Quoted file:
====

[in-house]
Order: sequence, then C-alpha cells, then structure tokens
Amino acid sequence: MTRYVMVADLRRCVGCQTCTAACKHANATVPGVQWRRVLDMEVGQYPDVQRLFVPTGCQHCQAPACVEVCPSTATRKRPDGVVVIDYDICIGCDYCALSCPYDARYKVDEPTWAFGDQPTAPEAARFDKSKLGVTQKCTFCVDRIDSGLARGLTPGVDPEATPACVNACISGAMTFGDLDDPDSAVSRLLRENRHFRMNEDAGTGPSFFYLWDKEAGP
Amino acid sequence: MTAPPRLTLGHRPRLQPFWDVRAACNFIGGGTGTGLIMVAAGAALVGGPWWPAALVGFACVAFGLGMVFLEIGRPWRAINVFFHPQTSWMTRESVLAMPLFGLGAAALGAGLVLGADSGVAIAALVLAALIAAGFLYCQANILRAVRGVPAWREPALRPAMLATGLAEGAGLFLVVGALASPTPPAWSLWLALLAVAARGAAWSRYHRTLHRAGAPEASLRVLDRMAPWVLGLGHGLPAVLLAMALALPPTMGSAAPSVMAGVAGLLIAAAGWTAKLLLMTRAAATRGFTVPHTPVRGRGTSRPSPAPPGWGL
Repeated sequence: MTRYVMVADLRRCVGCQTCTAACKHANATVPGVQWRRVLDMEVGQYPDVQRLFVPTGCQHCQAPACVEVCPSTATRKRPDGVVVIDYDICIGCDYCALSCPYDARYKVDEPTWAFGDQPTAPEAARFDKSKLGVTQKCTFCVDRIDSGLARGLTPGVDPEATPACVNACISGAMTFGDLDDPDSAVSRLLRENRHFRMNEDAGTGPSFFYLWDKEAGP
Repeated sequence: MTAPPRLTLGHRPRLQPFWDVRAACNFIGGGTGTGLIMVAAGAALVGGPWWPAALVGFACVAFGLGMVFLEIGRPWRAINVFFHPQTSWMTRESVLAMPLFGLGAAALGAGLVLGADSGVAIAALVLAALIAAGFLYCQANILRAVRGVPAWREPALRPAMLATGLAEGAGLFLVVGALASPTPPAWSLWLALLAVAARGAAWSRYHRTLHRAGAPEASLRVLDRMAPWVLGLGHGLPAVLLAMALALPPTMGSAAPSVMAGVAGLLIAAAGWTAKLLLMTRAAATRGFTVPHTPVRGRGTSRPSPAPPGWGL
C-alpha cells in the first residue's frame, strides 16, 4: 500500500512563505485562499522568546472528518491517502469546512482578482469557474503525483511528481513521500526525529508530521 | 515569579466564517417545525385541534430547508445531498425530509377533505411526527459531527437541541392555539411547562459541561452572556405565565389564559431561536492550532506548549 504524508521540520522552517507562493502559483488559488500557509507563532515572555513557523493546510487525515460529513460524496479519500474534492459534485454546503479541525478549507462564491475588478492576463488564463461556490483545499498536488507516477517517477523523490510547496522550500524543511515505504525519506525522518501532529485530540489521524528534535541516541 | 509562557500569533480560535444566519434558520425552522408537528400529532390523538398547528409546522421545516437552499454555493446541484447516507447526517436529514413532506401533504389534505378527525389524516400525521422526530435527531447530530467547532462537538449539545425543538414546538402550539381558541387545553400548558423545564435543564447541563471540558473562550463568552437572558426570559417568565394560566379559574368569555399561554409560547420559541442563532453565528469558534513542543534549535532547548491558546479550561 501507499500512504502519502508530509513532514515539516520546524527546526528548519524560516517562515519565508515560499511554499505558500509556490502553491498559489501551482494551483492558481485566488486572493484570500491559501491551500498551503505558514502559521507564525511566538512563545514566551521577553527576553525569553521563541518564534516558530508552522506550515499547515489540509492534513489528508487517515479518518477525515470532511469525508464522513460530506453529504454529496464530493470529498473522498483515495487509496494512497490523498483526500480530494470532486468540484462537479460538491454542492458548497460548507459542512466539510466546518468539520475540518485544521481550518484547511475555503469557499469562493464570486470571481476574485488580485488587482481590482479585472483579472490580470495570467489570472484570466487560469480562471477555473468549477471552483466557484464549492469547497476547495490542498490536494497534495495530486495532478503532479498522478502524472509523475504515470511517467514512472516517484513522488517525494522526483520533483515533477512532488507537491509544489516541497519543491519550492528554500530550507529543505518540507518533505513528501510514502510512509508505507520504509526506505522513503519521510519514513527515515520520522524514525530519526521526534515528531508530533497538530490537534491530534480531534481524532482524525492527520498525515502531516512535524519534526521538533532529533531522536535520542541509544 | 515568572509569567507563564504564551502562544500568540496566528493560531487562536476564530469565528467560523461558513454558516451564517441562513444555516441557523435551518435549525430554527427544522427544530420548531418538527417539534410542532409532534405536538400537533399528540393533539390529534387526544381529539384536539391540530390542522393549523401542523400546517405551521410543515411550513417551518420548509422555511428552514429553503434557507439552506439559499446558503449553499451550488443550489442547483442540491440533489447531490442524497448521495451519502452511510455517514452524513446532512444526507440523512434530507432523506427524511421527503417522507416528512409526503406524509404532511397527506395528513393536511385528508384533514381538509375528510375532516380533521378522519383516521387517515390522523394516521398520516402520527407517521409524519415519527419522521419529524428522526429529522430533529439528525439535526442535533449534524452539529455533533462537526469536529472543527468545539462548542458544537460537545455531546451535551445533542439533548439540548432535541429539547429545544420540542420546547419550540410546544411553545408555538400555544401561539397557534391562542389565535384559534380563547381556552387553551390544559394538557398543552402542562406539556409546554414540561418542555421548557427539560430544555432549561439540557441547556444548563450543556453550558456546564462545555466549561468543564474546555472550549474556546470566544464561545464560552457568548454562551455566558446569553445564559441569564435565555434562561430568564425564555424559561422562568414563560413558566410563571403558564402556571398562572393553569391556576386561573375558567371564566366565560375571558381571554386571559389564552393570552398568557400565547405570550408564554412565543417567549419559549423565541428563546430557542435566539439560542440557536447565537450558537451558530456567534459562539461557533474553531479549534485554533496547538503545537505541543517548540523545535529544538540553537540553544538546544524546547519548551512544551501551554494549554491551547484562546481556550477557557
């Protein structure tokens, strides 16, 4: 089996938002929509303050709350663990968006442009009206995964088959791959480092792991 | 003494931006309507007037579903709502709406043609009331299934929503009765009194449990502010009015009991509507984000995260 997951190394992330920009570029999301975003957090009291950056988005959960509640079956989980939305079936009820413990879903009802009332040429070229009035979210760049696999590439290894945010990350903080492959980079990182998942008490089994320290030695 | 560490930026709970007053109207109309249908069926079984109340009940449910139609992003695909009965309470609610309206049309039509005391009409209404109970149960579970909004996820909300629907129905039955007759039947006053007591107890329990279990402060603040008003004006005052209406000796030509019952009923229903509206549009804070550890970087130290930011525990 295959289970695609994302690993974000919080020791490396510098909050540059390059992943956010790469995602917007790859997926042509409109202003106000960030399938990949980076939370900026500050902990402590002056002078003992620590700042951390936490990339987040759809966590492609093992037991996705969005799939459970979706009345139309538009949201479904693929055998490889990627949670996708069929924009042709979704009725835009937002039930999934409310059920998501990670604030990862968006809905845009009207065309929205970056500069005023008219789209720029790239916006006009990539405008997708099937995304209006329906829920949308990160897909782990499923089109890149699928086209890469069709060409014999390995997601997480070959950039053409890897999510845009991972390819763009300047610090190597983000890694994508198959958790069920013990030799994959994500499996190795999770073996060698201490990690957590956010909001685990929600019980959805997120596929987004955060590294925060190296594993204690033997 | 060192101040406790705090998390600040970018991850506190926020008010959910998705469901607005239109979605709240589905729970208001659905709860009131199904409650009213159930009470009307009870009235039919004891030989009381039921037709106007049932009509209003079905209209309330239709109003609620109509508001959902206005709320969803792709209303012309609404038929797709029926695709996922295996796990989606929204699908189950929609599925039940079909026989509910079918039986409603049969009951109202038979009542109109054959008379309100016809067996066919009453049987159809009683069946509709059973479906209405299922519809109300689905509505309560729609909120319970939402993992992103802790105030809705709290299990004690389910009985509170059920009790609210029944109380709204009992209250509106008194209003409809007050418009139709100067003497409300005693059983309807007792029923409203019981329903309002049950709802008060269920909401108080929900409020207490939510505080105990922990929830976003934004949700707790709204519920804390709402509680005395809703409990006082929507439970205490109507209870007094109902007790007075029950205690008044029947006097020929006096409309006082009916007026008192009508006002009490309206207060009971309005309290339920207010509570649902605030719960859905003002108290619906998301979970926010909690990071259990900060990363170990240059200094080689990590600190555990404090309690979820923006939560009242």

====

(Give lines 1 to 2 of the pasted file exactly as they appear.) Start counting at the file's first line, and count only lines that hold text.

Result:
[in-house]
Order: sequence, then C-alpha cells, then structure tokens